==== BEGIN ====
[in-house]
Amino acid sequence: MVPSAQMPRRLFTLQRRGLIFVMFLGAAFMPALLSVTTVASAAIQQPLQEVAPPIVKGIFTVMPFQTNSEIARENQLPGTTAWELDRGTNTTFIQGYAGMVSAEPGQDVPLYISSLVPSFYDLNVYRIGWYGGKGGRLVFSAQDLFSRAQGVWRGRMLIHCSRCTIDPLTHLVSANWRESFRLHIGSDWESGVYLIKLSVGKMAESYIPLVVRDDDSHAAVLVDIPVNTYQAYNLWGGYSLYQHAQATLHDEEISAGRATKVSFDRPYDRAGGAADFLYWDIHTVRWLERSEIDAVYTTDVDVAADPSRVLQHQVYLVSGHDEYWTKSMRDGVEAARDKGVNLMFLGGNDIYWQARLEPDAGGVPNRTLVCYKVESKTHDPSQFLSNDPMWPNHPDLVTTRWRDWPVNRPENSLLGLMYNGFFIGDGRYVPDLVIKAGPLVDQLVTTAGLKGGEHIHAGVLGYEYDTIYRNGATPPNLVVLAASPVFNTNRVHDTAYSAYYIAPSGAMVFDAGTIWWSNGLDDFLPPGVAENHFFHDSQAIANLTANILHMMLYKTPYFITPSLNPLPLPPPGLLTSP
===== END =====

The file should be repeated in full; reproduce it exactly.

[in-house]
Amino acid sequence: MVPSAQMPRRLFTLQRRGLIFVMFLGAAFMPALLSVTTVASAAIQQPLQEVAPPIVKGIFTVMPFQTNSEIARENQLPGTTAWELDRGTNTTFIQGYAGMVSAEPGQDVPLYISSLVPSFYDLNVYRIGWYGGKGGRLVFSAQDLFSRAQGVWRGRMLIHCSRCTIDPLTHLVSANWRESFRLHIGSDWESGVYLIKLSVGKMAESYIPLVVRDDDSHAAVLVDIPVNTYQAYNLWGGYSLYQHAQATLHDEEISAGRATKVSFDRPYDRAGGAADFLYWDIHTVRWLERSEIDAVYTTDVDVAADPSRVLQHQVYLVSGHDEYWTKSMRDGVEAARDKGVNLMFLGGNDIYWQARLEPDAGGVPNRTLVCYKVESKTHDPSQFLSNDPMWPNHPDLVTTRWRDWPVNRPENSLLGLMYNGFFIGDGRYVPDLVIKAGPLVDQLVTTAGLKGGEHIHAGVLGYEYDTIYRNGATPPNLVVLAASPVFNTNRVHDTAYSAYYIAPSGAMVFDAGTIWWSNGLDDFLPPGVAENHFFHDSQAIANLTANILHMMLYKTPYFITPSLNPLPLPPPGLLTSP